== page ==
Racing thoughts; jumping quickly from one idea to the next
Highly distractible, unable to concentrate
Impaired judgment and impulsiveness
Acting recklessly without thinking about the consequences
Delusions and hallucinations (in severe cases)
Hypomania is a less severe form of mania. In a hypomanic state, you’ll likely feel euphoric, energetic, and productive, but will still be able to carry on with your day-to-day life without losing touch with reality. To others, it may seem as if you’re merely in an unusually good mood. However, hypomania can result in bad decisions that harm your relationships, career, and reputation. In addition, hypomania often escalates to full-blown mania or is followed by a major depressive episode.
Symptoms of bipolar depression
Feeling hopeless, sad, or empty
Inability to experience pleasure
Fatigue or loss of energy
Physical and mental sluggishness
Appetite or weight changes
Concentration and memory problems
Feelings of worthlessness or guilt
Thoughts of death or suicide
Symptoms of a mixed episode
A mixed episode of bipolar disorder features symptoms of both mania or hypomania and depression. Common signs of a mixed episode include depression combined with agitation, irritability, anxiety, insomnia, distractibility, and racing thoughts. This combination of high energy and low mood makes for a particularly high risk of suicide.
What is rapid cycling?
Some people with bipolar disorder develops “rapid cycling” where they experience four or more episodes of mania or depression within a 12-month period. Mood swings can occur very quickly, like a rollercoaster randomly moving from high to low and back again over a period of days or even hours. Rapid cycling can leave you feeling dangerously out of control and most commonly occurs if your bipolar disorder symptoms are not being adequately treated.
The different faces of bipolar disorder
Bipolar I Disorder (mania or a mixed episode) – This is the classic manic-depressive form of the illness, characterized by at least one manic episode or mixed episode. Usually—but not always—Bipolar I Disorder also involves at least one episode of depression.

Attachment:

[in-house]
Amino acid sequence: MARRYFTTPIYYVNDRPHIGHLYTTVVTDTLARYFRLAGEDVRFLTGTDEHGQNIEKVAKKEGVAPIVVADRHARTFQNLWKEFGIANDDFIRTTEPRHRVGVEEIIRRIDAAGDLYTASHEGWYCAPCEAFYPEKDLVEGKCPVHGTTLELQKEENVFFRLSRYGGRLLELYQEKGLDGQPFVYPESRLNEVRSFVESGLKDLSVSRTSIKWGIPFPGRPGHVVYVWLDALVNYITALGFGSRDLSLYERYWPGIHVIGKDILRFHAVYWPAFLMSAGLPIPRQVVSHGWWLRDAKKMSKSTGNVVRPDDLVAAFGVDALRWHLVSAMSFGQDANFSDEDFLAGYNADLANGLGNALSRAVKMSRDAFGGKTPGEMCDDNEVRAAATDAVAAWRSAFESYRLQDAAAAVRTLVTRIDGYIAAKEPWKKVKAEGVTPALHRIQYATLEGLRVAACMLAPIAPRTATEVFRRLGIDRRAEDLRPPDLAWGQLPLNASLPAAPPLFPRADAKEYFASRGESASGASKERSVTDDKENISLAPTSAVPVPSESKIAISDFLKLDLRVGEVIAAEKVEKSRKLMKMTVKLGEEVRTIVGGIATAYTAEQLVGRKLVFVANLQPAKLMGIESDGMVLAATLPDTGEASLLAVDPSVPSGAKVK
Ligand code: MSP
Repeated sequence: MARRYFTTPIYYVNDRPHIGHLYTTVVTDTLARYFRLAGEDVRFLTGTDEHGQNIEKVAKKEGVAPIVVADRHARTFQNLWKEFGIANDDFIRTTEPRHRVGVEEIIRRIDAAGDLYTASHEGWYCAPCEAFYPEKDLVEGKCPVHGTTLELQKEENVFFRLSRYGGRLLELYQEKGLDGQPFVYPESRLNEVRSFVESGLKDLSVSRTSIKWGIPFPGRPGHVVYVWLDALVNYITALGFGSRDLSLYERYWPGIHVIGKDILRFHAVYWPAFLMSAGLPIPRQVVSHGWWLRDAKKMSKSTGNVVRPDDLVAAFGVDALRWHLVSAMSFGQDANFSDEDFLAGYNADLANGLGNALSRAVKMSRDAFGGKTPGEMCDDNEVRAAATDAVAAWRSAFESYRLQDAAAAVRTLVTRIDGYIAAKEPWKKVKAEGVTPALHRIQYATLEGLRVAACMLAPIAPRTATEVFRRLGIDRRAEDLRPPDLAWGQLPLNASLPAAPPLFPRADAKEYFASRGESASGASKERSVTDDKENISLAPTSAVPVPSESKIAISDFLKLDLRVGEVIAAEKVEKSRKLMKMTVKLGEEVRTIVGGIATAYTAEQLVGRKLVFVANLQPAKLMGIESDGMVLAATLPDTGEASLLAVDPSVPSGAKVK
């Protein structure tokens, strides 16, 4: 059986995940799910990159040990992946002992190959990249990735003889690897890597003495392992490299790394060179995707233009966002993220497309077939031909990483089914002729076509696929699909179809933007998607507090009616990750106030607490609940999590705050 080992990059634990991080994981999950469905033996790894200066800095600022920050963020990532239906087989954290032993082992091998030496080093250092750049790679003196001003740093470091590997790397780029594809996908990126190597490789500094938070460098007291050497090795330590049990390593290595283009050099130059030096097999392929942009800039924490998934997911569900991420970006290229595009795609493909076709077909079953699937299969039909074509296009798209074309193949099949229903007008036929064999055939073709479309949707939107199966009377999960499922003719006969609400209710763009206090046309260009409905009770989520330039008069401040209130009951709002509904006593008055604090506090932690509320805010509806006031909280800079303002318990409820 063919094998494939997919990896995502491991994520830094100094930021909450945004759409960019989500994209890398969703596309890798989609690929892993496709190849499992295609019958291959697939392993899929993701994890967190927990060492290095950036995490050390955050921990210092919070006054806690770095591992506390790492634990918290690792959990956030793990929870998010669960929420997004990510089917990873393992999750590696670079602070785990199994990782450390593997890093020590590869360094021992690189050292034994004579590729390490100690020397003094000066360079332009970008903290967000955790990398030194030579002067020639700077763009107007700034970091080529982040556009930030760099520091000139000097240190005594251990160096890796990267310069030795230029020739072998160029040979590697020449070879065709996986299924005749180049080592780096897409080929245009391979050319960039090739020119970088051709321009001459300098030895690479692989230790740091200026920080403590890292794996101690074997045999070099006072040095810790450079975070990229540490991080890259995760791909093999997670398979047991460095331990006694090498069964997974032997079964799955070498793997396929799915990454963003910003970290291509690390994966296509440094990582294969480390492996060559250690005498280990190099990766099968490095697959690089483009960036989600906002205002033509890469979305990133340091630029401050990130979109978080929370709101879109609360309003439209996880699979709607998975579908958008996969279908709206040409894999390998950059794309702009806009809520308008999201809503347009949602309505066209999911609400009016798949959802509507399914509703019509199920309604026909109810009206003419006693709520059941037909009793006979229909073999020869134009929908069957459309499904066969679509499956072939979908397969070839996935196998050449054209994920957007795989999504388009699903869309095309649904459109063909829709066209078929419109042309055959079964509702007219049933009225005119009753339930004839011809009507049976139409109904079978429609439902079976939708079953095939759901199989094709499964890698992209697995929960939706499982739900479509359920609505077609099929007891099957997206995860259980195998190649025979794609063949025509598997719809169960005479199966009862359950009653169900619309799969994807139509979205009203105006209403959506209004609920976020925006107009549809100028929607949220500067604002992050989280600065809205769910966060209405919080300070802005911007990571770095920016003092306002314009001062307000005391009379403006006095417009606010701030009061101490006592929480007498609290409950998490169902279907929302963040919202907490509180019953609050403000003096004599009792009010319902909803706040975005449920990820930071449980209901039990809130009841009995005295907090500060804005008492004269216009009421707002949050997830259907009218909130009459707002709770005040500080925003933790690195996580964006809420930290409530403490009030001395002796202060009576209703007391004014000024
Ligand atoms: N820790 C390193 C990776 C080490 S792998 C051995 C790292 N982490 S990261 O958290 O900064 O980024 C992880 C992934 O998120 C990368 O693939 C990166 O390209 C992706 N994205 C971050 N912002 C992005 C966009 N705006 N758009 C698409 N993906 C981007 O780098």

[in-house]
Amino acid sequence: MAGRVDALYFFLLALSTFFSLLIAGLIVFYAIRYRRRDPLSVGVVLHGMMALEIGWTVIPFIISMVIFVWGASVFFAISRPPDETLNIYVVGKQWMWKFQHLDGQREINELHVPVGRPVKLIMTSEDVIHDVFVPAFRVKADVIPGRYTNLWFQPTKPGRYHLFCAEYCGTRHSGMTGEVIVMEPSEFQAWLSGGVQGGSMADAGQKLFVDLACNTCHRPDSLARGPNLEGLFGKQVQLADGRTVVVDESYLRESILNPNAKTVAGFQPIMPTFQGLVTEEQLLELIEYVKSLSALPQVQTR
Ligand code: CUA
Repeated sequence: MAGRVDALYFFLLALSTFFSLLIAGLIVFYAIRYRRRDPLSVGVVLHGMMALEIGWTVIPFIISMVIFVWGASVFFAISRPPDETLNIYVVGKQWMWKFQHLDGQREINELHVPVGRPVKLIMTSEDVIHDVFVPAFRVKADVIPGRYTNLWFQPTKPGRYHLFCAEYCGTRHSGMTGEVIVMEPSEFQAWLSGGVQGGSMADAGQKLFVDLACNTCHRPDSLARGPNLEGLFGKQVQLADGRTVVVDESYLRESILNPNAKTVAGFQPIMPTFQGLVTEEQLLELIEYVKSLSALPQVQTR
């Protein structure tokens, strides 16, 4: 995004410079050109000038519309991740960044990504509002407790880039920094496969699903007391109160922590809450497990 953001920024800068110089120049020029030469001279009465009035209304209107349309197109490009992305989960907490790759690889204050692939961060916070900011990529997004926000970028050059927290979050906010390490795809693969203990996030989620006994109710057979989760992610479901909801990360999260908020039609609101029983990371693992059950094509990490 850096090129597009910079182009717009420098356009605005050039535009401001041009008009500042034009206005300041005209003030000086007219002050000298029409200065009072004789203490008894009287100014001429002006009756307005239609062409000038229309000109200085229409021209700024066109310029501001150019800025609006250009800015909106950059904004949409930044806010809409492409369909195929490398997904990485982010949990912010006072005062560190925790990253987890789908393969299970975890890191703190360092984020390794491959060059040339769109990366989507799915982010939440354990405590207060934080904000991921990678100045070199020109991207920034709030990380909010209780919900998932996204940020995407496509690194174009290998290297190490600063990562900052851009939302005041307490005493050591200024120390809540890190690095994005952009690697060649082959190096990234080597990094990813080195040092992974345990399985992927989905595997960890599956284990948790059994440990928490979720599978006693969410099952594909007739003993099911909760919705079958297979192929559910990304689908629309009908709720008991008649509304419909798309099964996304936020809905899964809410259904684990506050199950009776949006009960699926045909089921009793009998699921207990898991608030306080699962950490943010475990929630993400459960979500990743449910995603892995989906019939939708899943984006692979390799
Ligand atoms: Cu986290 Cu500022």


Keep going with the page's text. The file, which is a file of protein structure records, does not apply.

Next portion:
Bipolar II Disorder (hypomania and depression) – In Bipolar II disorder, you don’t experience full-blown manic episodes. Instead, the illness involves episodes of hypomania and severe depression.
Cyclothymia (hypomania and mild depression) – Cyclothymia is a milder form of bipolar disorder that consists of cyclical mood swings. However, the symptoms are less severe than full-blown mania or depression.
Treatment for bipolar disorder
If you spot the symptoms of bipolar disorder in yourself or someone else, don’t wait to get help. Ignoring the problem won’t make it go away; in fact, it will almost certainly get worse. Living with untreated bipolar disorder can lead to problems in everything from your career to your relationships to your health. But bipolar disorder is highly treatable, so diagnosing the problem and starting treatment as early as possible can help prevent these complications.
If you’re reluctant to seek treatment because you like the way you feel when you’re manic, remember that the energy and euphoria come with a price. Mania and hypomania often turn destructive, hurting you and the people around you.
At Bel Esprit we follow “A Biopsychosocial Model type of therapy”